Gloves served several purposes in early 17th-century England. Popular as presents, many were solely decorative, to display the wealth and status of their owner. They were worn in the hat or belt, as well as carried in the hand. Unlike a pale leather glove, linen gloves could be laundered, so it is likely that this glove was worn upon occasion.
The glove is decorated with two types of lace: cutwork and bobbin lace. Cutwork is the earliest form of needle lace. It is based on a woven ground, usually linen, from which areas have been cut away, in this case to decorate the wrist and knuckle areas of the glove. Elaborate cutwork was an important decoration on fashionable dress for both men and women from about 1570 to 1620.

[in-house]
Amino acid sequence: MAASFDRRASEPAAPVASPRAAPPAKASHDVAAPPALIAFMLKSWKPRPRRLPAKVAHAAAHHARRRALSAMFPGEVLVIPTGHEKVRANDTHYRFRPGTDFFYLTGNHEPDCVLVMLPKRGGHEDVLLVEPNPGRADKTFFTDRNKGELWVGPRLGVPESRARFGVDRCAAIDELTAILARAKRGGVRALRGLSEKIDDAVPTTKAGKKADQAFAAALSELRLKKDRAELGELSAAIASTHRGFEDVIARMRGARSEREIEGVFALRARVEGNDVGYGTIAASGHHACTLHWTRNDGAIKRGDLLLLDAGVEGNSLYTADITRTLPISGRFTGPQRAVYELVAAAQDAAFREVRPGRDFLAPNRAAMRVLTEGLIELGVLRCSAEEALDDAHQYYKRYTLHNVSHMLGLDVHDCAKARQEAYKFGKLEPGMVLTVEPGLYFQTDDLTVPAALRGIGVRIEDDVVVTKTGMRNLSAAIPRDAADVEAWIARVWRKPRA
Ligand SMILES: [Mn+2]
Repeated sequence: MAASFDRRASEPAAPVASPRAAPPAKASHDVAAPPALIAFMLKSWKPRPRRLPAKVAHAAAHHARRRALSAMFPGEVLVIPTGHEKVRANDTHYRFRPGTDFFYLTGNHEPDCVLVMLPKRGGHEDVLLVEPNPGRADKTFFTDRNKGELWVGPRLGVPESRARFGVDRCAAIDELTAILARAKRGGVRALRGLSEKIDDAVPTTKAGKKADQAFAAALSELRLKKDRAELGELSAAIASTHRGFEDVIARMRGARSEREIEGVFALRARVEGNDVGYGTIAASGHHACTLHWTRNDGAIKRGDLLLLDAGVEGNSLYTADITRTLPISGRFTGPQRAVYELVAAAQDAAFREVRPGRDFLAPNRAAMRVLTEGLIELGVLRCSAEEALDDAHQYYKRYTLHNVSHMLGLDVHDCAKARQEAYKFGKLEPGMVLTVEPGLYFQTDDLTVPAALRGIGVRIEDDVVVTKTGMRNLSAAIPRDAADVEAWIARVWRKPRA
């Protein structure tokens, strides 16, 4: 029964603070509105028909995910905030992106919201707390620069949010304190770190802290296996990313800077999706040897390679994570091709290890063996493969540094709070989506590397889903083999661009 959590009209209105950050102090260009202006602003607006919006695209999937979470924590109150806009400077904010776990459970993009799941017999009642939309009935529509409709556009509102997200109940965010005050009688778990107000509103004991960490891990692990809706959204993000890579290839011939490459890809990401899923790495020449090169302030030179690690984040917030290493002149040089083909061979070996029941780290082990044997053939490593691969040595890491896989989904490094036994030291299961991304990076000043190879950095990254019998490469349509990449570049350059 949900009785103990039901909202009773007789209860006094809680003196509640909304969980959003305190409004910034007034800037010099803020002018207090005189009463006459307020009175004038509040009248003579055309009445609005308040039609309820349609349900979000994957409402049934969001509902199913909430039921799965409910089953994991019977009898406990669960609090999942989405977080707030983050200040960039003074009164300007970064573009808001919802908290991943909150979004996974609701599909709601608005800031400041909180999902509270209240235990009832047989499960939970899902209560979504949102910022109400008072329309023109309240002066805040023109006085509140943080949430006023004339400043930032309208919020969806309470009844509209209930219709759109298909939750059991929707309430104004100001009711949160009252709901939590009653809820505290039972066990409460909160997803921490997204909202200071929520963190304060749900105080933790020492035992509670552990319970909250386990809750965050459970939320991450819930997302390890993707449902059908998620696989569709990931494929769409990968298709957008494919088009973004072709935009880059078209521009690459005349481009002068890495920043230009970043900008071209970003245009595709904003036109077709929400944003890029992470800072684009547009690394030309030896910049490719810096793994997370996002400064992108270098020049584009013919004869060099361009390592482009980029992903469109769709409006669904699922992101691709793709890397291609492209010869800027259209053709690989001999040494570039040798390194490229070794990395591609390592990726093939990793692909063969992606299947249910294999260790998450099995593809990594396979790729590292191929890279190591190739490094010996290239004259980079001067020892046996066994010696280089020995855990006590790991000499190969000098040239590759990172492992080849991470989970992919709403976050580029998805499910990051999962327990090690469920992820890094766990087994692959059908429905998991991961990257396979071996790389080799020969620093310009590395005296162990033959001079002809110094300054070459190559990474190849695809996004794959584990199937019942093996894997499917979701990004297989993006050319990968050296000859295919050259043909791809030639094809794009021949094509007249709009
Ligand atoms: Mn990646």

Lacemaking was developing in England in this period in response to the growth in personal wealth and to changes in fashionable dress. By 1600, bobbin lace, which was constructed through the plaiting or twisting together of multiple threads, was being made domestically throughout the country and professional centres had been established in London, the West Country and the Midlands.